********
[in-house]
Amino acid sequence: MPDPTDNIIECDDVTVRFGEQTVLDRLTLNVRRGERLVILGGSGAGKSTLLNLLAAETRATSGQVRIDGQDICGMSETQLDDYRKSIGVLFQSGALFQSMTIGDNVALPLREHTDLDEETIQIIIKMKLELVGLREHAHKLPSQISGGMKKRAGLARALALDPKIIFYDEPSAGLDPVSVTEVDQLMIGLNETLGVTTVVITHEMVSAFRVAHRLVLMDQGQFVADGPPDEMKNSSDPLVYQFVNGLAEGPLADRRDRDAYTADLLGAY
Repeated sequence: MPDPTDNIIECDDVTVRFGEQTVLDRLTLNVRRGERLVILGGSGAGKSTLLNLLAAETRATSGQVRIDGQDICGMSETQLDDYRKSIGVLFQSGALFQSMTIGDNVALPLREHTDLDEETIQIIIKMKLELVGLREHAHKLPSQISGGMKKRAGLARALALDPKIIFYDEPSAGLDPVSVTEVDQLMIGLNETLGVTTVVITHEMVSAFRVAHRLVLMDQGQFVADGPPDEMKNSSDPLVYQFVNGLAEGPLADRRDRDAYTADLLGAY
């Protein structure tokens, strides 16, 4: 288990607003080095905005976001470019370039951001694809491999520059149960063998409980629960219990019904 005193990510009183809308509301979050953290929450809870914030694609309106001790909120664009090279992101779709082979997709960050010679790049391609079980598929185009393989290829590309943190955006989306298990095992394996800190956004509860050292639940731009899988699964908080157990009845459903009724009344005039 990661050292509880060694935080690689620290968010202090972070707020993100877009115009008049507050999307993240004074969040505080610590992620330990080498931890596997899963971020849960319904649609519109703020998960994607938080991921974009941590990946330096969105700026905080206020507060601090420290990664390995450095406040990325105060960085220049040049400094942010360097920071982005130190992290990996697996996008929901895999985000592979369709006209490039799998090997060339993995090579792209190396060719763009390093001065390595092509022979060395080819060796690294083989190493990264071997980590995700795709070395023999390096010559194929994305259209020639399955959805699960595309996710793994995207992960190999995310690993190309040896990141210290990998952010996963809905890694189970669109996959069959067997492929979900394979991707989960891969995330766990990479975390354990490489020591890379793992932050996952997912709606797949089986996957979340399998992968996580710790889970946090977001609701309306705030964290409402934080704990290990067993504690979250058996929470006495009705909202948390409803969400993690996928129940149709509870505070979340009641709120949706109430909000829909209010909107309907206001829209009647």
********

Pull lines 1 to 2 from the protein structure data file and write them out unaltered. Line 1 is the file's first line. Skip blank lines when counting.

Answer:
[in-house]
Amino acid sequence: MPDPTDNIIECDDVTVRFGEQTVLDRLTLNVRRGERLVILGGSGAGKSTLLNLLAAETRATSGQVRIDGQDICGMSETQLDDYRKSIGVLFQSGALFQSMTIGDNVALPLREHTDLDEETIQIIIKMKLELVGLREHAHKLPSQISGGMKKRAGLARALALDPKIIFYDEPSAGLDPVSVTEVDQLMIGLNETLGVTTVVITHEMVSAFRVAHRLVLMDQGQFVADGPPDEMKNSSDPLVYQFVNGLAEGPLADRRDRDAYTADLLGAY